Two days before the start of the Euro 2020 football tournament UK prime minister Boris Johnson told the House of Commons he wished “all the very best to Scotland and England and all the home nations that may be playing”.

His failure to name Wales — a nation of just 3.2m people that reached the semi-finals of the last Euros in 2016 — prompted a short tweet from the Football Association of Wales. “And Cymru?!” it asked, using the Welsh language name for the nation.

The UK fields four separate international football teams, including Northern Ireland. But other than England, they have struggled to qualify for international tournaments, let alone progress — Scotland failed to make it out of the group stages of this year’s competition.

But Wales’ performances in recent years have not gone unnoticed among followers of the world’s most popular sport and Johnson, more of a rugby than football fan, is unlikely to forget them again.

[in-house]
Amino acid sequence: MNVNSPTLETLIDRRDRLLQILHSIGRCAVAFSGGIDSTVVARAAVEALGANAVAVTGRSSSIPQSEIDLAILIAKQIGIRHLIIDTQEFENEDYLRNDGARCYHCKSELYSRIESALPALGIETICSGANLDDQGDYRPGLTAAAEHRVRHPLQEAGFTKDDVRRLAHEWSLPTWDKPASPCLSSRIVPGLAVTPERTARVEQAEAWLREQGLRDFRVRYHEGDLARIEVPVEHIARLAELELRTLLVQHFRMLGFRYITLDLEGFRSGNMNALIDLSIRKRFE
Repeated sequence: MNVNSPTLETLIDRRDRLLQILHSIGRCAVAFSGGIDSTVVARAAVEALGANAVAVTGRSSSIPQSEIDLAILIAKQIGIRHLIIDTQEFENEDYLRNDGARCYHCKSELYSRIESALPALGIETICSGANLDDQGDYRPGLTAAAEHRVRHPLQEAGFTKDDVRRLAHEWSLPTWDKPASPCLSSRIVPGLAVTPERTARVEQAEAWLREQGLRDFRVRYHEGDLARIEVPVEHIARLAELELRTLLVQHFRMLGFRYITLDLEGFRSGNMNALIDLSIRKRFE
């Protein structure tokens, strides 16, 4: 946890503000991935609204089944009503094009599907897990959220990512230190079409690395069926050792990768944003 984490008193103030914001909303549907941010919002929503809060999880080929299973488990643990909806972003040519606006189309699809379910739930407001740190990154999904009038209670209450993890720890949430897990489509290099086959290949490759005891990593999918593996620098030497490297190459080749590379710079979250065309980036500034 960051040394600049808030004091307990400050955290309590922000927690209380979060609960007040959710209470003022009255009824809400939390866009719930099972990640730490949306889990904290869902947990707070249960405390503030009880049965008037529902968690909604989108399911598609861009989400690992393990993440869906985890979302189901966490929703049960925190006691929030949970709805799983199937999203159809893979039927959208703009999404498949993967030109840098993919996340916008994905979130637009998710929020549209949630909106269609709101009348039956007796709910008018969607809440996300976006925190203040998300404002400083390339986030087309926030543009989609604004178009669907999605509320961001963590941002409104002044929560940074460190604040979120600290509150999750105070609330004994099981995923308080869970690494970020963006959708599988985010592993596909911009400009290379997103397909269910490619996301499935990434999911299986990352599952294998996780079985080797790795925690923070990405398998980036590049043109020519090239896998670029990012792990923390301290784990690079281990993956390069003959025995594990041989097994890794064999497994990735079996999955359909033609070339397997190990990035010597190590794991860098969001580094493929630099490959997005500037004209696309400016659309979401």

The team faces Denmark in Amsterdam on Saturday in the first game of the tournament’s knockout stages after qualifying second in a group containing Italy, Switzerland and Turkey.

Before 2016, Wales had not reached a major tournament since the 1958 World Cup. It had produced some fine players in the intervening years, from Ian Rush of Liverpool to Ryan Giggs of Manchester United, but never a team.

But now a group has come together. And although Wales failed to qualify for the 2018 World Cup the country has risen from 116th to 17th in the world rankings over the past decade.

Gareth Bale of Real Madrid and Aaron Ramsey of Juventus are the stars, while several others are Premier League regulars. Yet half the squad of 26 play in England’s second tier championship and goalkeeper Danny Ward has not started a game for his club Leicester City in four years.

The team is a rare example of players who on the whole perform better for their country than their club sides. “They play for the badge and they play for the nation,” said Paul Corkrey, from supporters group Fans Embassy Wales.